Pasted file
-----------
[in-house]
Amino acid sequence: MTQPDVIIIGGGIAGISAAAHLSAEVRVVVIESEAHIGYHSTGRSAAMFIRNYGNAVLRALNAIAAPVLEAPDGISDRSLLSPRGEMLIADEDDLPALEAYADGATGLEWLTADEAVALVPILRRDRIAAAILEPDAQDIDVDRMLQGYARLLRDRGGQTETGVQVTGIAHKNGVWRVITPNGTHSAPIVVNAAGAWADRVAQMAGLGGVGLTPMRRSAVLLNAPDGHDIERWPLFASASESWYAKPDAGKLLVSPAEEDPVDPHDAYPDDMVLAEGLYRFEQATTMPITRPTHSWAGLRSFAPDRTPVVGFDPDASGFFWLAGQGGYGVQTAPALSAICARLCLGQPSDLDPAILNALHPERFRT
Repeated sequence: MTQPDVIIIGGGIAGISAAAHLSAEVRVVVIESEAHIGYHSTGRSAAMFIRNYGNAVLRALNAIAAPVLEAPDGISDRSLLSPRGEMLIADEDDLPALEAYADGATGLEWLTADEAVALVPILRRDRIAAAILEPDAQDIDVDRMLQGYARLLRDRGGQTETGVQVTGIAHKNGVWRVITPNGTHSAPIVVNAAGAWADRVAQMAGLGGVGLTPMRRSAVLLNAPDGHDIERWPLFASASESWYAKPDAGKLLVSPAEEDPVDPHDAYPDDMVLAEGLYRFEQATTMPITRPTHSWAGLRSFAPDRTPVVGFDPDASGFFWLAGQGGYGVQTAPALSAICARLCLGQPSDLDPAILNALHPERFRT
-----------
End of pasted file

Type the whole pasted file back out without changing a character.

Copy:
[in-house]
Amino acid sequence: MTQPDVIIIGGGIAGISAAAHLSAEVRVVVIESEAHIGYHSTGRSAAMFIRNYGNAVLRALNAIAAPVLEAPDGISDRSLLSPRGEMLIADEDDLPALEAYADGATGLEWLTADEAVALVPILRRDRIAAAILEPDAQDIDVDRMLQGYARLLRDRGGQTETGVQVTGIAHKNGVWRVITPNGTHSAPIVVNAAGAWADRVAQMAGLGGVGLTPMRRSAVLLNAPDGHDIERWPLFASASESWYAKPDAGKLLVSPAEEDPVDPHDAYPDDMVLAEGLYRFEQATTMPITRPTHSWAGLRSFAPDRTPVVGFDPDASGFFWLAGQGGYGVQTAPALSAICARLCLGQPSDLDPAILNALHPERFRT
Repeated sequence: MTQPDVIIIGGGIAGISAAAHLSAEVRVVVIESEAHIGYHSTGRSAAMFIRNYGNAVLRALNAIAAPVLEAPDGISDRSLLSPRGEMLIADEDDLPALEAYADGATGLEWLTADEAVALVPILRRDRIAAAILEPDAQDIDVDRMLQGYARLLRDRGGQTETGVQVTGIAHKNGVWRVITPNGTHSAPIVVNAAGAWADRVAQMAGLGGVGLTPMRRSAVLLNAPDGHDIERWPLFASASESWYAKPDAGKLLVSPAEEDPVDPHDAYPDDMVLAEGLYRFEQATTMPITRPTHSWAGLRSFAPDRTPVVGFDPDASGFFWLAGQGGYGVQTAPALSAICARLCLGQPSDLDPAILNALHPERFRT